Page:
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Cervical Insufficiency

By

Antonette T. Dulay

, MD, Main Line Health System

Medically Reviewed Oct 2022
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Cervical insufficiency (formerly called cervical incompetence) is painless cervical dilation resulting in 2nd-trimester pregnancy loss. Transvaginal cervical ultrasonography during the 2nd trimester may be used to assess risk or monitor. Treatment is reinforcement of the cervix with suture material (cerclage).

Cervical insufficiency is painless cervical dilation resulting in 2nd-trimester pregnancy loss in the absence of clinical contractions, labor, or both. Estimated incidence varies greatly (1/100 to 1/2000).

Etiology of Cervical Insufficiency

The cause of cervical insufficiency is not well-understood but seems to involve some combination of structural abnormalities and biochemical factors (eg, inflammation, infection); these factors may be acquired or genetic.

Risk factors

Most women with cervical insufficiency do not have known risk factors; however, the following risk factors have been identified:

Recurrence

Overall risk of recurrence of fetal loss due to cervical insufficiency is probably 30%, leading to the question of how large a role fixed structural abnormalities have. Risk is greatest for women with 2 prior 2nd-trimester fetal losses.

Symptoms and Signs of Cervical Insufficiency

Cervical insufficiency is often asymptomatic until premature delivery occurs. Some women have earlier symptoms, such as vaginal pressure, vaginal bleeding or spotting, nonspecific abdominal or lower back pain, or vaginal discharge.

The cervix may be soft, effaced, or dilated.

Diagnosis of Cervical Insufficiency

  • Transvaginal ultrasonography at ≥ 15 to 16 weeks for women with symptoms or risk factors

The diagnosis of cervical insufficiency is suspected in patients with risk factors or characteristic symptoms or signs.

If there is uncertainty about the clinical suspicion of cervical insufficiency, patients may be monitored starting at 15 to 16 weeks through 23 to 24 weeks with serial transvaginal ultrasonography to measure cervical length.

Suggestive ultrasonographic findings include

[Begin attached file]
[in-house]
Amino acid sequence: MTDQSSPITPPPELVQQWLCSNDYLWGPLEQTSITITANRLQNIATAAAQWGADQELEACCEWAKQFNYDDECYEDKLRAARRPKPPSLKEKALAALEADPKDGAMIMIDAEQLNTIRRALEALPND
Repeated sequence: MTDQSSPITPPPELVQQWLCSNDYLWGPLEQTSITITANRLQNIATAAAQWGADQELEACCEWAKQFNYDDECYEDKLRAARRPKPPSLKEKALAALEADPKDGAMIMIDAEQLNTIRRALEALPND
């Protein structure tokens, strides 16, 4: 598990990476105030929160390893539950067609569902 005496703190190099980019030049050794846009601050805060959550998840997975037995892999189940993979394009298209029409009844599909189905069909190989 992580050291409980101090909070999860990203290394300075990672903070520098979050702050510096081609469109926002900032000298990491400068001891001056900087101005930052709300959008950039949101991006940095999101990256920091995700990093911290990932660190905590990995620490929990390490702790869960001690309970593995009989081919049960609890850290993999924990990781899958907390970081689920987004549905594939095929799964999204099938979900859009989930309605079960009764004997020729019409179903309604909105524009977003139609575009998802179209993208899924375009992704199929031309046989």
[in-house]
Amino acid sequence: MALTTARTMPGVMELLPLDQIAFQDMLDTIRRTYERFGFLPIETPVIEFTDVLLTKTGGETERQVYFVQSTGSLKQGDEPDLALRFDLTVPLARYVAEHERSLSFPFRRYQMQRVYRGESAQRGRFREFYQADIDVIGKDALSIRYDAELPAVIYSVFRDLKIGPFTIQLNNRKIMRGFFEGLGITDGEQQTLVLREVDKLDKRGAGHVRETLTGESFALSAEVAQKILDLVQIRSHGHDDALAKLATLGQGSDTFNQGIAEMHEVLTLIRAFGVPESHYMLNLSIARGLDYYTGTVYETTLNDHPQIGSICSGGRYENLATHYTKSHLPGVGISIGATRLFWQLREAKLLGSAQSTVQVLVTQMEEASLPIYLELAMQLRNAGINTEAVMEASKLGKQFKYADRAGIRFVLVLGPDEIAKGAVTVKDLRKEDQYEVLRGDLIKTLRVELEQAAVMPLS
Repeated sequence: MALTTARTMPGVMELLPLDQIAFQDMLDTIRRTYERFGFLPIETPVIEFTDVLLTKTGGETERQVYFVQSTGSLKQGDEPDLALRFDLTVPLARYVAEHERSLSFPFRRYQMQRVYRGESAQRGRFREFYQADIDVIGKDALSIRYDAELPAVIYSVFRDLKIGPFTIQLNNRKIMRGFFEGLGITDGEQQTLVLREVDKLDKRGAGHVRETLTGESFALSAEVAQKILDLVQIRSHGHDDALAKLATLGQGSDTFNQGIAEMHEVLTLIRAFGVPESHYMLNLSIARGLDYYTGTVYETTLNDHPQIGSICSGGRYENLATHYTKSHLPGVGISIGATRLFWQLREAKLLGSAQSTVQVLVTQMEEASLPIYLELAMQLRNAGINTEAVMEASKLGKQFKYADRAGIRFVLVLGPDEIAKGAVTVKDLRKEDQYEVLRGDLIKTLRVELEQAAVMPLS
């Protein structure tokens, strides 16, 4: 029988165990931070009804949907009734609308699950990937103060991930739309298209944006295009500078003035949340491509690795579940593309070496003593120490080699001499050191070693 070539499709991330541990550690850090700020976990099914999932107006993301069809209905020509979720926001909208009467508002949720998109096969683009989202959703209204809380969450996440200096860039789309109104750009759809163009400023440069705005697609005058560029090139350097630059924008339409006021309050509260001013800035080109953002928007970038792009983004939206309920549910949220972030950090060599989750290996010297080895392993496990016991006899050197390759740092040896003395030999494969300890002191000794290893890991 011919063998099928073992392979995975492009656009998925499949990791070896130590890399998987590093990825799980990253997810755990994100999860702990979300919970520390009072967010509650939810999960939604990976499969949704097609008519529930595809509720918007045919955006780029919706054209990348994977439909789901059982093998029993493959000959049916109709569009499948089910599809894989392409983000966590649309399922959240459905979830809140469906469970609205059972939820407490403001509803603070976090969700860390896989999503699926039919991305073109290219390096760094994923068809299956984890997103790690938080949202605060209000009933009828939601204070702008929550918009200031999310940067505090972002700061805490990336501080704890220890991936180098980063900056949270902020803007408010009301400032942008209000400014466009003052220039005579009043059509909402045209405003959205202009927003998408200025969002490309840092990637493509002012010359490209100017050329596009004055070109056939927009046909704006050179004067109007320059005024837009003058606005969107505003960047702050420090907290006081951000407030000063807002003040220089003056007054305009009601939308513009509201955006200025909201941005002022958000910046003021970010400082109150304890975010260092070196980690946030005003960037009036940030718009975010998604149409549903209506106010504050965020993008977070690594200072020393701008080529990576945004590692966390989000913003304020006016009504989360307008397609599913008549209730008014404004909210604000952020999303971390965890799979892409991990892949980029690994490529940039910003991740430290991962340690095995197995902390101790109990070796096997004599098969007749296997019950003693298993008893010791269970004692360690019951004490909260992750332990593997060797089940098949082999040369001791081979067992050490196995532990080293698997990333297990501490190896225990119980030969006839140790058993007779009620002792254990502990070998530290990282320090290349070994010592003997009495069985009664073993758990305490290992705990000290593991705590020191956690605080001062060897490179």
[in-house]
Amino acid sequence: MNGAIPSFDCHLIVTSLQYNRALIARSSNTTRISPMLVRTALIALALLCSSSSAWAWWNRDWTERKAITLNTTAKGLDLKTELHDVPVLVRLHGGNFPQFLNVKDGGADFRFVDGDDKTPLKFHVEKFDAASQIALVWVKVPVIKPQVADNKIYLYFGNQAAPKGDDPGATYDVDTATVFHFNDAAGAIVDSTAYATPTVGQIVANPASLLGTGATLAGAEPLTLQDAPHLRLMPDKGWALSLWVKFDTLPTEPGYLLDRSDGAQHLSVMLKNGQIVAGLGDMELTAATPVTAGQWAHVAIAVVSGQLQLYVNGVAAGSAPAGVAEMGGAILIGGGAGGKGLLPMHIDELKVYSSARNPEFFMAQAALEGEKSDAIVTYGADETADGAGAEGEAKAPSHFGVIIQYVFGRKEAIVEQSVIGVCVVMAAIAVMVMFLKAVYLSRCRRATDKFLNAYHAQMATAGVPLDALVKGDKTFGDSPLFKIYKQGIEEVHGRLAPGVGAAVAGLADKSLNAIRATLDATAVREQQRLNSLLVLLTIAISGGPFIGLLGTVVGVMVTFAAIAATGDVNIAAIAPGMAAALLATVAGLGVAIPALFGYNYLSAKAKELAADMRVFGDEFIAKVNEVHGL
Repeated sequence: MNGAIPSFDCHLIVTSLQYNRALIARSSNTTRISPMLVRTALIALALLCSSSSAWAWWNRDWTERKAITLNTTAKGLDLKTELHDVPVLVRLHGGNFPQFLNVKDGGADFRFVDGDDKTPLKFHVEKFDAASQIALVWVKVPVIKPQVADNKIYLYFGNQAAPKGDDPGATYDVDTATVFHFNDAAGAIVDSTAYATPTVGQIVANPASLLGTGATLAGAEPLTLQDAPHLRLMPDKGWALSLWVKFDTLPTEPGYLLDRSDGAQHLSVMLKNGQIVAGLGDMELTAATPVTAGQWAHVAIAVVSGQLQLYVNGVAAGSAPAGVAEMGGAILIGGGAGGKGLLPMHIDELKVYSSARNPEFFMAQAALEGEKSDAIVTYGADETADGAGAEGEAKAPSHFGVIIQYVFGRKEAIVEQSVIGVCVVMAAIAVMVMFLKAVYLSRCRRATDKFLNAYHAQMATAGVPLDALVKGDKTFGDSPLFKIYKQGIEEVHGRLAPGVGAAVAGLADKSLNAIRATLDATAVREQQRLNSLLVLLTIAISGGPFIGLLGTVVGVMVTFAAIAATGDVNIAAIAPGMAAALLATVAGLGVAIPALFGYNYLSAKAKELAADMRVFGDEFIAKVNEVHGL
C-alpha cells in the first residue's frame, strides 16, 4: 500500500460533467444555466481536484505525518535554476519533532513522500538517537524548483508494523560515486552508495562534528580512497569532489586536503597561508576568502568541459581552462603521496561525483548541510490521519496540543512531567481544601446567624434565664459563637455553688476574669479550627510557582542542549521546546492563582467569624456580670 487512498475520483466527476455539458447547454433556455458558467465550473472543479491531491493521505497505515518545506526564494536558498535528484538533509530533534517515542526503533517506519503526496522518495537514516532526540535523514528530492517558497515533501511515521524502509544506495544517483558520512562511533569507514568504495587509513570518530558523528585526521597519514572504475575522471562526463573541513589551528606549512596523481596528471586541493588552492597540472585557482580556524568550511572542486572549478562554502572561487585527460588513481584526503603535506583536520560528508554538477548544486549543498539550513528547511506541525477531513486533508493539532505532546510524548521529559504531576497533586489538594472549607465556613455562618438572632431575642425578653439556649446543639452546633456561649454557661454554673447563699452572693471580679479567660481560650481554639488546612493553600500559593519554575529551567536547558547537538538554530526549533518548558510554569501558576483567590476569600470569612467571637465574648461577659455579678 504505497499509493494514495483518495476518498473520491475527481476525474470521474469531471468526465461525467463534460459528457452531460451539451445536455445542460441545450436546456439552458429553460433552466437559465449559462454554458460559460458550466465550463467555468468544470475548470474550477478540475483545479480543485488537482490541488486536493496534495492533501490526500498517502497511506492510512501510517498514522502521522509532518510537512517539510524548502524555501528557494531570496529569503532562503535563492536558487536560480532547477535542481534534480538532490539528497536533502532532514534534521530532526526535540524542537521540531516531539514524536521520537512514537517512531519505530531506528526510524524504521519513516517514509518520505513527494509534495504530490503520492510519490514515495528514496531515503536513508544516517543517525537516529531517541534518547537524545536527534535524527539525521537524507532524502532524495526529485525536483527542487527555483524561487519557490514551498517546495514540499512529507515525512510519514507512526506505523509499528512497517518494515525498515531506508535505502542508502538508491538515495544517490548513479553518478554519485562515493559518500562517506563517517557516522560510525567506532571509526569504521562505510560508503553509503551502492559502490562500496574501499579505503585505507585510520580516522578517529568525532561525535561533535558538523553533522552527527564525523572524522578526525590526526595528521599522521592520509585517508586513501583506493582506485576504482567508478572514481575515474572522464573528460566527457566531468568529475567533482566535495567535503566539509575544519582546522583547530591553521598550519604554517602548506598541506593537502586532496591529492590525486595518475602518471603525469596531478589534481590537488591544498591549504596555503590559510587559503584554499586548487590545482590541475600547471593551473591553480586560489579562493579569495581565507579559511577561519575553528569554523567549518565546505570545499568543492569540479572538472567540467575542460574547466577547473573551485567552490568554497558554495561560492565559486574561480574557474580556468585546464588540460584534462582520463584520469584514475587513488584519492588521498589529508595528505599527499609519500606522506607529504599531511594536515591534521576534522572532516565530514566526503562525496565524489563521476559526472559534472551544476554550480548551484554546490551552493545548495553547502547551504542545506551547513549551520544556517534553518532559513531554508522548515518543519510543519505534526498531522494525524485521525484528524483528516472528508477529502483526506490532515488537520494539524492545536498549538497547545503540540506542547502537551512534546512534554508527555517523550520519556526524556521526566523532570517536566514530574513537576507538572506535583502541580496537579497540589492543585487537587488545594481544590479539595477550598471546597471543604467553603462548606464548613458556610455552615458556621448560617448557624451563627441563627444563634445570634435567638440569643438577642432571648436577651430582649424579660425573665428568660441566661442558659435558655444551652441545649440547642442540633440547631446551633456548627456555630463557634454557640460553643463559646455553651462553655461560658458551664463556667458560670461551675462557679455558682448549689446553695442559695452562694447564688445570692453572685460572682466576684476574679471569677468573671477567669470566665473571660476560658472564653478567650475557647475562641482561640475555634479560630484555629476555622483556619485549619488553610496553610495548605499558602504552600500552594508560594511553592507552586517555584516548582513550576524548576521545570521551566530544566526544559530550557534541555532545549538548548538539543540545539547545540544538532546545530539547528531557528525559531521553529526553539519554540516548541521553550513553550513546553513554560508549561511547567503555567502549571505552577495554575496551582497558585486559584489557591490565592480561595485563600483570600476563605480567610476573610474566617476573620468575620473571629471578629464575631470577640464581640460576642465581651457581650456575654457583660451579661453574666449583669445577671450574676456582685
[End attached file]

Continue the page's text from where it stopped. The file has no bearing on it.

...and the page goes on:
• Cervical shortening to ≤ 2.5 cm

  • Cervical dilation

  • Protrusion of fetal membranes into the cervical canal

Diagnosis reference

Treatment of Cervical Insufficiency

  • Cervical cerclage

Cervical cerclage is reinforcement of the cervical ring with nonabsorbable suture material. Cerclage appears to prevent preterm delivery in patients with 2 prior 2nd-trimester fetal losses. Cerclage may be indicated based on history alone (history-indicated cerclage) or based on ultrasonographic findings plus history (ultrasound-indicated cerclage [ 1 Treatment references Cervical insufficiency (formerly called cervical incompetence) is painless cervical dilation resulting in 2nd-trimester pregnancy loss. Transvaginal cervical ultrasonography during the 2nd trimester... read more Treatment references ]).

History-indicated cerclage is usually done in patients with a history that strongly suggests cervical insufficiency, typically a history of deliveries at 15 to 24 weeks. In these patients, cerclage is done during the 1st trimester or may be done before pregnancy.

For patients with an uncertain risk of cervical insufficiency who are monitored with serial ultrasonography to measure cervical length, cerclage is typically done if length is < 2.5 cm before 24 weeks. Restricting cerclage to such patients does not appear to increase risk of preterm delivery and avoids unnecessary cerclage procedures. Evidence suggests that cerclage may help prevent preterm delivery in women who have a history of idiopathic preterm delivery and whose cervix is < 2.0 to 2.5 cm long (2 Treatment references Cervical insufficiency (formerly called cervical incompetence) is painless cervical dilation resulting in 2nd-trimester pregnancy loss. Transvaginal cervical ultrasonography during the 2nd trimester... read more Treatment references ).

If preterm labor is suspected after 22 to 23 weeks, corticosteroids (to accelerate fetal lung maturation) and modified activity (modified rest) may also be indicated (2 Treatment references Cervical insufficiency (formerly called cervical incompetence) is painless cervical dilation resulting in 2nd-trimester pregnancy loss. Transvaginal cervical ultrasonography during the 2nd trimester... read more Treatment references ).

Treatment references

  • 1. American College of Obstetricians and Gynecologists: ACOG Practice Bulletin No.142: Cerclage for the management of cervical insufficiency. Obstet Gynecol 123 (2 Pt 1):372–379, 2014. doi: 10.1097/01.AOG.0000443276.68274.cc

  • 2. American College of Obstetricians and Gynecologists (ACOG): ACOG Practice Bulletin, No. 234: Prediction and prevention of spontaneous preterm birth. Obstet Gynecol 138 (2):e65-e90, 2021. doi: 10.1097/AOG.0000000000004479

  • 3. Raju TN, Mercer BM, Burchfield DJ, Joseph GF Jr: Periviable birth: Executive summary of a joint workshop by the Eunice Kennedy Shriver National Institute of Child Health and Human Development, Society for Maternal-Fetal Medicine, American Academy of Pediatrics, and American College of Obstetricians and Gynecologists. Obstet Gynecol 123 (5):1083-1096, 2014. doi: 10.1097/AOG.0000000000000243

Key Points

  • Cervical insufficiency is painless cervical dilation resulting in 2nd-trimester pregnancy loss.

  • Usually, risk of cervical insufficiency cannot be predicted before a patient has a first premature delivery.

  • Do transvaginal ultrasonography after 15 to 16 weeks if women have risk factors or symptoms.

  • Findings that suggest the diagnosis are cervical shortening to ≤ 2.5 cm, cervical dilation, or protrusion of fetal membranes into the cervical canal.

  • Treat at-risk women with cervical cerclage.

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